Total Energies price board at a station along Thika Road, Nairobi. [Boniface Okendo,Standard]

The cost of living is set to make a meteoric rise as energy prices register a significant increase in recent months.

Both electricity and fuel prices have registered major increases, which is expected to have ripple effects with transporters, manufacturers and other businesses expected to further push up the cost of their products and services, including essentials.

The Kenya Private Sector Alliance (Kepsa) last week noted that electricity costs have nearly doubled in the last 10 years, which it attributed to mismanagement and poor governance at the country’s power distributor Kenya Power.

“As a result of these failings, the cost of power has since grown by over 70 per cent over the last decade, with severe impacts on the cost of doing business in Kenya, as well as placing a heavy burden on ordinary Kenyans’ cost of living and working,” said the private sector lobby, pushing for reforms at Kenya Power.

Other than fuel costs that hit historical levels last week after the Energy and Petroleum Regulatory Authority (Epra) published the September/October prices, electricity costs also appears to be headed in the same direction.

Domestic consumers will in September pay about Sh25 per unit of electricity up from Sh24.77 per unit last month. It is the highest since the 2018 August tariff review. Since then, power prices have hovered at around Sh22 and Sh22.50 per kWh but gone up significantly since the beginning of this year.

The fuel prices announced last week prices super petrol to retail at Sh134.72 per litre in Nairobi, diesel at Sh115.6 and kerosene at Sh110.82. Fuel prices could go higher beginning October as the Kenya Revenue Authority adjusts excise duty for different products including petroleum to factor in inflation.

High power and fuel prices are compounding problems for Kenyans, who are now facing a higher cost of products and services. Many are still grappling with job losses and reduced earnings.

Dickson Mbugua chairman of Matatu Welfare Association said Public Service Vehicle (PSV) operators would increase the cost of transport to pass the added cost of fuel to their vehicles to the passengers.

“If you take a vehicle that uses 50 litres of fuel per day, with diesel up by Sh8, it means that you will have to spend another Sh400 per day on fuel,” said Mbugua.

Other than PSVs, other transporters are likely to hike prices, which will, in turn, result in higher product prices. Manufacturers, other than incurring higher transport costs, also rely on fuel for some of their production processes.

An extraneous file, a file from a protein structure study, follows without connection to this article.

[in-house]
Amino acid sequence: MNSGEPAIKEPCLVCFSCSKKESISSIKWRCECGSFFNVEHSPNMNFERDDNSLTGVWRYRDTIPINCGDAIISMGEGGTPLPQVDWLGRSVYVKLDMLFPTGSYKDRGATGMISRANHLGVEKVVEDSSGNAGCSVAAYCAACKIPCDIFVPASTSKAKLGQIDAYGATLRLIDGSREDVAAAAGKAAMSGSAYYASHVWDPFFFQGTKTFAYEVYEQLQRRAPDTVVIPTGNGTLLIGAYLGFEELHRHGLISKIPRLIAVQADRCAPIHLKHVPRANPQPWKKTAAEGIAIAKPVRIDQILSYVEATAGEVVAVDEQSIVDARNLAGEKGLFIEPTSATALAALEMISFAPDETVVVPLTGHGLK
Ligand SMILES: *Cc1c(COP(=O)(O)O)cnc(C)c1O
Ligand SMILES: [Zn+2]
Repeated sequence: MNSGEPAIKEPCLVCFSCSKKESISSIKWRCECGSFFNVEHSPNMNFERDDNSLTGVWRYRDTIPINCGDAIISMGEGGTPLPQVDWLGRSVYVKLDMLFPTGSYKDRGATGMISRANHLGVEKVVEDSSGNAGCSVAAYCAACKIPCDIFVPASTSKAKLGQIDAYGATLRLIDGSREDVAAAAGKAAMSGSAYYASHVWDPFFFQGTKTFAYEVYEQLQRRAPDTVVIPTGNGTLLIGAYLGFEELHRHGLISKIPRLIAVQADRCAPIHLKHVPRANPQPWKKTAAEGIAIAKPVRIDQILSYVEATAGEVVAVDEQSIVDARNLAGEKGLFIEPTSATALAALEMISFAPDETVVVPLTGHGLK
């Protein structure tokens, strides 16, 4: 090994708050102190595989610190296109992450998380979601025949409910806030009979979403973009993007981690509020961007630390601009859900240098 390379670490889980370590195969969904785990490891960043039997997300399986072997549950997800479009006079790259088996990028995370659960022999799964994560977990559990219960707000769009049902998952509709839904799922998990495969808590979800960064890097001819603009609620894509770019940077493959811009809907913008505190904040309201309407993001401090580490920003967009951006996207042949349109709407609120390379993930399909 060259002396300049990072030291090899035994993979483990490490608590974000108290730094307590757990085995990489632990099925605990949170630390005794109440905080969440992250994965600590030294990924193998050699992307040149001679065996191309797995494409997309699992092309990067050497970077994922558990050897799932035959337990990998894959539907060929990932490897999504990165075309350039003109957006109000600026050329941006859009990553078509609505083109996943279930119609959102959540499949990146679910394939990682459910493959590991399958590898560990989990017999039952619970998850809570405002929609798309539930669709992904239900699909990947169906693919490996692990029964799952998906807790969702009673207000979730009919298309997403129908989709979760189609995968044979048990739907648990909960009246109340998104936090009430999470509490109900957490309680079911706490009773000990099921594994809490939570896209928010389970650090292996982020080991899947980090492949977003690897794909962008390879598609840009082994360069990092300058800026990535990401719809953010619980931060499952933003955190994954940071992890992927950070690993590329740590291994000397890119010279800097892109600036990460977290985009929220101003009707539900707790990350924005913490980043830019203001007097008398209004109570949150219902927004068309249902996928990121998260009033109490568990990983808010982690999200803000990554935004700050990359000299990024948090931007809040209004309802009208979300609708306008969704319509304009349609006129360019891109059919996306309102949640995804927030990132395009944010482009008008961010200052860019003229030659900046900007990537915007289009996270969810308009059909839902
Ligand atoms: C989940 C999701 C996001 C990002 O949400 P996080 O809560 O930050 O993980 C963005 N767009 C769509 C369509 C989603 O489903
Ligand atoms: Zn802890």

They will also have to grapple with higher electricity prices. The rise in the cost of power has to a large extent been due to the increased use of thermal power producers and a weakening shilling in the recent past.

Epra last Friday pushed up the Fuel Cost Charge (FCC) component of the power to Sh3.88 per kilowatt hour (kWh – energy unit) for electricity consumed this month. 

The charge has risen sharply from Sh2.92 per unit of electricity in May this year. The fuel cost adjustment compensates thermal power producers for the acquisition of heavy fuel oil that they use at their power plants to produce electricity.

Businesses are already protesting the high power prices in the country.

“The issue of high power bills will remain as long as at least 75 per cent of the current IPPs are not retired. Consumers are paying IPPs for two-thirds of the power they do not consume,” said Stephen Mutoro secretary-general Consumers Federation of Kenya (Cofek).

The high fuel and electricity prices are rekindling the debate on taxing energy in the country. The government takes 43.65 per cent or Sh58.81 of the super petrol retail price.

It is no different for electricity where out of Sh25 that a domestic consumer pays for a unit of electricity, about Sh9.2 or 36.8 per cent will go towards taxes and levies.

In the case of petroleum, questions abound on the Petroleum Development Levy (PDL) Fund, a kitty where motorists pay Sh5.40 per litre of diesel and super petrol. The fund has a mandate of establishing retail prices of petroleum products.

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